The town’s balance sheet for Dec. 31, 2018 was out of balance for all six funds and 11 of the 14 special districts, according to the state comptroller’s office. The report for the town-wide highway fund showed assets that exceeded liabilities plus fund balance by $144,122, while the report for the part-town highway fund showed total liabilities and fund balance exceeded assets by $492,466.

“Although our testing disclosed no instances of fraud or abuse, it is imperative that the supervisor and board provide additional oversight to ensure the town’s record-keeping practices are improved to help prevent and/or detect efforts or irregularities that could occur,” officials from the state comptroller’s office said in their report.

Due to outdated electronic direct deposit transmittal forms, several payroll errors occurred that are in the process of being rectified, according to town officials. From December 2018 to February 2019, five town employees were underpaid a total of $1,475. Another two employees were overpaid a total of $530. One employee was overpaid $30 and another was overpaid $500.

The state comptroller’s office report said “no one was comparing the direct deposit reports provided to the (Schroeppel) comptroller to the amounts he disbursed, which could have identified most of the errors.”

Officials at the state comptroller’s office reported there were differences between the account balances in the 2017 annual financial report — referred to as an annual update document (AUD) — filed one year late in March 2019, and the corresponding balances in the accounting records as of Dec. 31, 2017.

According to state officials, town officials attempted to re-create the 2018 AUD, but without accurate and consistent accounting records, this so far has proved to be a fruitless endeavor. The town’s plan was to add all 2018 recorded revenues and expenditures to the established beginning balances to re-create ending account balances for each fund at the end of 2018, though this did not lead to an accurate record based on trial calculations by officials at the comptroller’s office.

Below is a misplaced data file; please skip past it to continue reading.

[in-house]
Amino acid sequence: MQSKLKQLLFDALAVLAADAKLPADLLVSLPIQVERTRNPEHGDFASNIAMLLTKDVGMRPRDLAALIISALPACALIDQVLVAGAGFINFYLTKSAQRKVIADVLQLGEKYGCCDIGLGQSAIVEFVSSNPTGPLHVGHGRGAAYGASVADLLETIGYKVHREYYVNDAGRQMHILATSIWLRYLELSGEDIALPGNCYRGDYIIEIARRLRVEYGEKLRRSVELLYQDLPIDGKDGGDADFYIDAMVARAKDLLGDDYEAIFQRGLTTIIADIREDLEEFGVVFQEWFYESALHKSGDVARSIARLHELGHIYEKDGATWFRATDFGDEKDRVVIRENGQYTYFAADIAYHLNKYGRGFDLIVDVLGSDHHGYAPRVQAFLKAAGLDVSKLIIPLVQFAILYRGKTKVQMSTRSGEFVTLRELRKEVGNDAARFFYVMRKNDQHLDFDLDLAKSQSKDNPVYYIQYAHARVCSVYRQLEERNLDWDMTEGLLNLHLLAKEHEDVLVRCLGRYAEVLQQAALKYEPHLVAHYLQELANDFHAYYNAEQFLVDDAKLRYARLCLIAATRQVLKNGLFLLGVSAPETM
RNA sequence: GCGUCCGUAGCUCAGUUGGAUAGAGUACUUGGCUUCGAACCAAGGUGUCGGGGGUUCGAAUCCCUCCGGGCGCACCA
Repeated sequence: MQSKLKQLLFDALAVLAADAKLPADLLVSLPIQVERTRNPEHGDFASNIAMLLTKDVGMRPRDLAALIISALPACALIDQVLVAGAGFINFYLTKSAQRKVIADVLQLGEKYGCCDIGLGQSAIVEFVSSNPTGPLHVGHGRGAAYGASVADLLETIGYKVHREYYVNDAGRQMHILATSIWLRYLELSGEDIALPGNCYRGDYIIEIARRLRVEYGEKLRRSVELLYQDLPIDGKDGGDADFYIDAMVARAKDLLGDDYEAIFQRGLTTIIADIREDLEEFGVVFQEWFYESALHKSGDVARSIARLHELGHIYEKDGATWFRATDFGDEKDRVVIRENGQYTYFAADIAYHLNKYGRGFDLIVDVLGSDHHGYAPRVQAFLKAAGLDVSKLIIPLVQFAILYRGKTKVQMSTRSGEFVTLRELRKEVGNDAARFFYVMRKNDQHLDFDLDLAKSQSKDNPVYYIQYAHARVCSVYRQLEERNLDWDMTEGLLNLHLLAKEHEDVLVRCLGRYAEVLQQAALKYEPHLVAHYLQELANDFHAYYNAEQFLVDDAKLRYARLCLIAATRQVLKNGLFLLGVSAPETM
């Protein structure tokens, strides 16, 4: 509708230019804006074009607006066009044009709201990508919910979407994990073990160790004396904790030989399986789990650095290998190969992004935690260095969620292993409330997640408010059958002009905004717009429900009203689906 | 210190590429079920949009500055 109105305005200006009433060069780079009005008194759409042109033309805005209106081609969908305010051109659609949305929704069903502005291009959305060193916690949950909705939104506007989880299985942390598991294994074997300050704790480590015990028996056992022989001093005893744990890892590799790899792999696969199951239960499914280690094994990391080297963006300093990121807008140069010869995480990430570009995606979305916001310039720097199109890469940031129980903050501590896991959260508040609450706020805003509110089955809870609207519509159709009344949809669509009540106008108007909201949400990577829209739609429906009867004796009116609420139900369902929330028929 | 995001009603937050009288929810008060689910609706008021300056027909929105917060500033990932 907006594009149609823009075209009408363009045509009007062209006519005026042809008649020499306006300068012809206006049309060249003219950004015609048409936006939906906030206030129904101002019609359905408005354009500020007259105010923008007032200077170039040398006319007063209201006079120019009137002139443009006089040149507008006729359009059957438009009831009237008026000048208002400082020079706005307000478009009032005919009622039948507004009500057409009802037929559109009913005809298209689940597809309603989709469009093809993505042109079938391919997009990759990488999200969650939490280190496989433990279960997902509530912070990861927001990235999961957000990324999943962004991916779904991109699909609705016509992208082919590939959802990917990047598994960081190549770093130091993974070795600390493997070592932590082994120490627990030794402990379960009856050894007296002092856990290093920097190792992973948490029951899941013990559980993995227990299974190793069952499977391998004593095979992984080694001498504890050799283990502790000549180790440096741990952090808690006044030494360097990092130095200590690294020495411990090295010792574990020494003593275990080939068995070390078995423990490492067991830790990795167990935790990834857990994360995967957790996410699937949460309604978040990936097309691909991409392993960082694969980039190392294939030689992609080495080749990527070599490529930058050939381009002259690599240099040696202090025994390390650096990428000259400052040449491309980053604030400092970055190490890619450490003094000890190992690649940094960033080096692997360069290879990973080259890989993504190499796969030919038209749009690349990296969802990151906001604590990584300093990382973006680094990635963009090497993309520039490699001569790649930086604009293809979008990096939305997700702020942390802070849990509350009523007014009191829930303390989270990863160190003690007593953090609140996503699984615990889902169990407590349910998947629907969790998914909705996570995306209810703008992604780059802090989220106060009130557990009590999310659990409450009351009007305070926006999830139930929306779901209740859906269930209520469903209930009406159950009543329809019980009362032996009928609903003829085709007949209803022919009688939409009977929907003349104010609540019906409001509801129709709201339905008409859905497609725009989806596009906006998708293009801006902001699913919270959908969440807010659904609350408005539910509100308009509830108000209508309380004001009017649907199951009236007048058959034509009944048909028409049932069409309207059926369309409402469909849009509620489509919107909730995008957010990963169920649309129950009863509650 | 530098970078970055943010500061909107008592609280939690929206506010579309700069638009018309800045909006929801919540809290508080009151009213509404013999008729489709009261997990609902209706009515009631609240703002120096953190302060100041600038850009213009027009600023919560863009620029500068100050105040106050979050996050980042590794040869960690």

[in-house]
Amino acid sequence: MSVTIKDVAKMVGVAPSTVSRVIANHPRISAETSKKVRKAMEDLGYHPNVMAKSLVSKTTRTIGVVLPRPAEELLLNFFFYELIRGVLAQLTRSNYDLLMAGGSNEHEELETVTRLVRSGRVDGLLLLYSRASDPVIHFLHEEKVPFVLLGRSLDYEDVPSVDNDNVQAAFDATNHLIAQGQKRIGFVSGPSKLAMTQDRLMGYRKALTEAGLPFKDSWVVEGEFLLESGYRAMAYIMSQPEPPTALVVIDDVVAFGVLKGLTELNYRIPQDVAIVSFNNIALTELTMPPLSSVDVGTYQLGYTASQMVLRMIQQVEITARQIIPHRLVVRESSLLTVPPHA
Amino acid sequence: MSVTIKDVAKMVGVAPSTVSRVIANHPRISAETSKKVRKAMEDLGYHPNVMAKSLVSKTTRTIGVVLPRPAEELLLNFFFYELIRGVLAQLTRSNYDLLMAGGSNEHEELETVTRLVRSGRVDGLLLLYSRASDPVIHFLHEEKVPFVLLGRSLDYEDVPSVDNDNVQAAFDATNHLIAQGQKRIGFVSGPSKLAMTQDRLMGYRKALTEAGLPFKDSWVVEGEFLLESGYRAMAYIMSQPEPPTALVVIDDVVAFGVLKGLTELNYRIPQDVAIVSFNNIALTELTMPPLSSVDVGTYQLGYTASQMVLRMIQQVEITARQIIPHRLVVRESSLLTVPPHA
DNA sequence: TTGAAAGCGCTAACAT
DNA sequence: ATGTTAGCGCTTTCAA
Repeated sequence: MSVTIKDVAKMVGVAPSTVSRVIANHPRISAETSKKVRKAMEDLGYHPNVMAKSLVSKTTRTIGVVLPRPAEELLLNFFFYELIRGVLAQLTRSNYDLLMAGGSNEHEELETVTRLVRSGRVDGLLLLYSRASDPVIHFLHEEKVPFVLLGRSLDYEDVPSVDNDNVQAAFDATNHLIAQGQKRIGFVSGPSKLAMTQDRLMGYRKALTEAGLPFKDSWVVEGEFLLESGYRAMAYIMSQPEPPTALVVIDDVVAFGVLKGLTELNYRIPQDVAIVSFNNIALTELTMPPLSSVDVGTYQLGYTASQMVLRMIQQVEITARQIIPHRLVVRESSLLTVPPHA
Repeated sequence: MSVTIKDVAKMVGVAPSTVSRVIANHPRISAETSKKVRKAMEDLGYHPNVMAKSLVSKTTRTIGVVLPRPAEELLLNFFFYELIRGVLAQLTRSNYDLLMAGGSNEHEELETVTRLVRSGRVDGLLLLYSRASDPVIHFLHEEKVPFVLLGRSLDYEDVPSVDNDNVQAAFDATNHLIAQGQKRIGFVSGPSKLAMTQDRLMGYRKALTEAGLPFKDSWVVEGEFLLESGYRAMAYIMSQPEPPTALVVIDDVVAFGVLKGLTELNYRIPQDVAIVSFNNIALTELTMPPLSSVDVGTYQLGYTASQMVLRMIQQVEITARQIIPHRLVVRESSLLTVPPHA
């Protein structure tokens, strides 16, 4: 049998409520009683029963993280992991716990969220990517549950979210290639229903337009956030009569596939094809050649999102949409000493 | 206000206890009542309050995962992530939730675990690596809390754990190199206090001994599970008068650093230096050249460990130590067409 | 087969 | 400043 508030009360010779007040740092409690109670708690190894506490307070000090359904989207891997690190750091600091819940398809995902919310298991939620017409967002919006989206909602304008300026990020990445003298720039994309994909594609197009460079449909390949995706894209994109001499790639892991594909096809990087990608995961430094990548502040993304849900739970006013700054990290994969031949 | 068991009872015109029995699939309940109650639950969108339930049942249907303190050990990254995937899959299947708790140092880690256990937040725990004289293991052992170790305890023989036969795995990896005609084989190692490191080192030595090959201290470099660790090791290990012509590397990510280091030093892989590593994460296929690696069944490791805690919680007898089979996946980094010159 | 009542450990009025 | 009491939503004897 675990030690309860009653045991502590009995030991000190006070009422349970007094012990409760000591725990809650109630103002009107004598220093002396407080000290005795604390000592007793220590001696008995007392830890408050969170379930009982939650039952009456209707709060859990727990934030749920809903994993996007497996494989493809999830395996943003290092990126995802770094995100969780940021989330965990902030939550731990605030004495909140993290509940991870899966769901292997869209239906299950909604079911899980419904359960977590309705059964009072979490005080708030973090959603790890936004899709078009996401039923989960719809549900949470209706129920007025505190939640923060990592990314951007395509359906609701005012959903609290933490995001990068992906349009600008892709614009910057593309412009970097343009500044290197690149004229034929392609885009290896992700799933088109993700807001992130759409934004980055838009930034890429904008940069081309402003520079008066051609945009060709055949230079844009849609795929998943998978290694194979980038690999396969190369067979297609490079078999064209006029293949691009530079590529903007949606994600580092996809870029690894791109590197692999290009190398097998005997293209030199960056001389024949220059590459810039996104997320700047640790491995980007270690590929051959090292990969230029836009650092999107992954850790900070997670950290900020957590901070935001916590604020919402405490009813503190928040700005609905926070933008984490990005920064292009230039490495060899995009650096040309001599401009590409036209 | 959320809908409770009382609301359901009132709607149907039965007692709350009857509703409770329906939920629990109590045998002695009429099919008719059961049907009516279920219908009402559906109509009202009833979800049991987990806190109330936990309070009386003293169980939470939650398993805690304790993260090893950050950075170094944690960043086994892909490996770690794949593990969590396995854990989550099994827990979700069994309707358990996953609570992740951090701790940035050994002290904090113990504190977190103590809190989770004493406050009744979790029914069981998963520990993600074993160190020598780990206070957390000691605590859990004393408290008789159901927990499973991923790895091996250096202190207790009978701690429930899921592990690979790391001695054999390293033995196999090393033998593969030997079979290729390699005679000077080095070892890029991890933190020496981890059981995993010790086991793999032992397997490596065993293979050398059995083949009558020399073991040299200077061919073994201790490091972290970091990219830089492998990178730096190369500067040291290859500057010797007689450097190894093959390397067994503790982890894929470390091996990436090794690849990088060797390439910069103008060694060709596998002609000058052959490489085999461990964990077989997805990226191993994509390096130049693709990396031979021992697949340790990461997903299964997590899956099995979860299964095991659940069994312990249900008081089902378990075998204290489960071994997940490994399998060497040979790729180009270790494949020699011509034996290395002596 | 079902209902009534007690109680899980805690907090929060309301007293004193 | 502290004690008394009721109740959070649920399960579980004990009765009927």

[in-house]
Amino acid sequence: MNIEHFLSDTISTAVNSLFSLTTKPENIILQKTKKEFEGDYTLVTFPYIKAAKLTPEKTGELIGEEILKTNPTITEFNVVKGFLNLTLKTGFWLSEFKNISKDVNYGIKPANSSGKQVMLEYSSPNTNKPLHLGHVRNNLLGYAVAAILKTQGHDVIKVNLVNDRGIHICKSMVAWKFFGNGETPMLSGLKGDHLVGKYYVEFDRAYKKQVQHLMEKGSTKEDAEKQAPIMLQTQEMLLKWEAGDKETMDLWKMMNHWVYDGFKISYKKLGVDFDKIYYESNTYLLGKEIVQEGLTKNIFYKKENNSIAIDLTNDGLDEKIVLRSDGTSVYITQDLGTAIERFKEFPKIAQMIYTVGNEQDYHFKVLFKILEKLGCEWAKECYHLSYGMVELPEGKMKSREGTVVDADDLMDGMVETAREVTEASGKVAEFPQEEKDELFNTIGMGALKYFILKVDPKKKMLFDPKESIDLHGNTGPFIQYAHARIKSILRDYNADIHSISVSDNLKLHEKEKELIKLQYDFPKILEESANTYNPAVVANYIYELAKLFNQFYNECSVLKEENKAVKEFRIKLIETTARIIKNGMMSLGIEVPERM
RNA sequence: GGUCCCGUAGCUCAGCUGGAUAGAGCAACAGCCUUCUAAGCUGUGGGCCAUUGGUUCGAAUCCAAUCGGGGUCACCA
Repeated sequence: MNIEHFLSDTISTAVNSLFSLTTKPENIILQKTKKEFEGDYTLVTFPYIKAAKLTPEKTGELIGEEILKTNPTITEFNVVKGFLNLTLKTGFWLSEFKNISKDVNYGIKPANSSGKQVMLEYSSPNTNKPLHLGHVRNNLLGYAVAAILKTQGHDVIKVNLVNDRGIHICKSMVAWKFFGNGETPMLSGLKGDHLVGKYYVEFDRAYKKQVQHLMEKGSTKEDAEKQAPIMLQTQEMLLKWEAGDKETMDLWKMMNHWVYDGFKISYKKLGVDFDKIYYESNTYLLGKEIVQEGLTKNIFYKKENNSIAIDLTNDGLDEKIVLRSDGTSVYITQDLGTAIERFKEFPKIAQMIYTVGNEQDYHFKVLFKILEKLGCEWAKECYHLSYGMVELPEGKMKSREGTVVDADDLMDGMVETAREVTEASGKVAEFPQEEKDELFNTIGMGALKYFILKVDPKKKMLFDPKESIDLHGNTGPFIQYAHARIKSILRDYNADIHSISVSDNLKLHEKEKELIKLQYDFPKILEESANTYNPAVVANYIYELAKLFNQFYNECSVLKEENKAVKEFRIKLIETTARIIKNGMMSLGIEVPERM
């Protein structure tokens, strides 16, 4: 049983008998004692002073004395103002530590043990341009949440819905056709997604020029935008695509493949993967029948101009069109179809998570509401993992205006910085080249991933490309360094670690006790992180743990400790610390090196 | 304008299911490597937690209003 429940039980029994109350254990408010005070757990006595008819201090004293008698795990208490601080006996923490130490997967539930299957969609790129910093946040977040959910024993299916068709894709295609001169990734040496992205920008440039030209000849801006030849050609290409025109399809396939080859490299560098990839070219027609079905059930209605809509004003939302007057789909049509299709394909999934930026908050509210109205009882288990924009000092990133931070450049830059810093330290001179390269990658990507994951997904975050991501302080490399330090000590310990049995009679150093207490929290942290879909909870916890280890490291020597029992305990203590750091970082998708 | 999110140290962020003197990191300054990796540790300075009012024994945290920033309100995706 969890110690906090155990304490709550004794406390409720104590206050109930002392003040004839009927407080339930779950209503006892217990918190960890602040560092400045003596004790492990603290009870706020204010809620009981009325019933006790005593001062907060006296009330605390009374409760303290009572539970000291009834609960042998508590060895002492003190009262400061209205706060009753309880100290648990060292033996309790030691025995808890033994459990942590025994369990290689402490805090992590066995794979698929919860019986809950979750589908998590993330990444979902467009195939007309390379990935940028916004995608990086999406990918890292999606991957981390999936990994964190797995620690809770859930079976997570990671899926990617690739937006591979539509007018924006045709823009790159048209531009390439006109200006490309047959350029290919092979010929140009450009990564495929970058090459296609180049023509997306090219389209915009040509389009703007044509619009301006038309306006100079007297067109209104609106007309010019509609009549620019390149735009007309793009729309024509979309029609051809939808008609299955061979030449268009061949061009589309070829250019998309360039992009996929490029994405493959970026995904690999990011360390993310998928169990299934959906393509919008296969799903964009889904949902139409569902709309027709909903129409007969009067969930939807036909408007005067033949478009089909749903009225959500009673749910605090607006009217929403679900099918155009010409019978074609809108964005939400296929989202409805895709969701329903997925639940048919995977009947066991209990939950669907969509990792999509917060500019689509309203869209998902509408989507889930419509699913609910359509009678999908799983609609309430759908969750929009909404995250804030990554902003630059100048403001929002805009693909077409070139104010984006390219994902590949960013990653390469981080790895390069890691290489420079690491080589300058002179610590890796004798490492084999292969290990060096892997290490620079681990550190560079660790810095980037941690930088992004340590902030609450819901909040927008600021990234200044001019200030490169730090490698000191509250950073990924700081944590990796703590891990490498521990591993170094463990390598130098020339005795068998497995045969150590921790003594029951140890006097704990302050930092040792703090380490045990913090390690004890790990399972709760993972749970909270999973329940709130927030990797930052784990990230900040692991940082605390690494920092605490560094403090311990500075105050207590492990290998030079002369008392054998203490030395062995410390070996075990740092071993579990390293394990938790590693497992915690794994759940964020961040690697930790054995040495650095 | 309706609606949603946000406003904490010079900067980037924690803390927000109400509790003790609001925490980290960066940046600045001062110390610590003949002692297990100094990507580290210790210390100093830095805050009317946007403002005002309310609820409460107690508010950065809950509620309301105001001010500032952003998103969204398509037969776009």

“The lack of accurate monthly financial reports inhibits the board’s ability to effectively monitor and manage the town’s financial operations throughout the year and evaluate the town’s financial condition,” said the state comptroller’s office report. “When the AUD is not accurate or filed in a timely manner, the transparency of town operations is compromised and it leaves the town without a means to demonstrate its financial standing to the board, taxpayers, OSC and other interested parties.”

State comptroller’s office officials urged the town to audit their comptroller’s accounting records and reports in the future, either themselves or by contracting an independent public accountant.

“As a result of the board’s inaction to require an annual audit, the board does not have adequate assurance that the comptroller properly accounted for all town financial resources,” state officials said. “Therefore, there is an increased risk that public money could be misappropriated or errors or irregularities could occur and remain undetected an uncorrected.”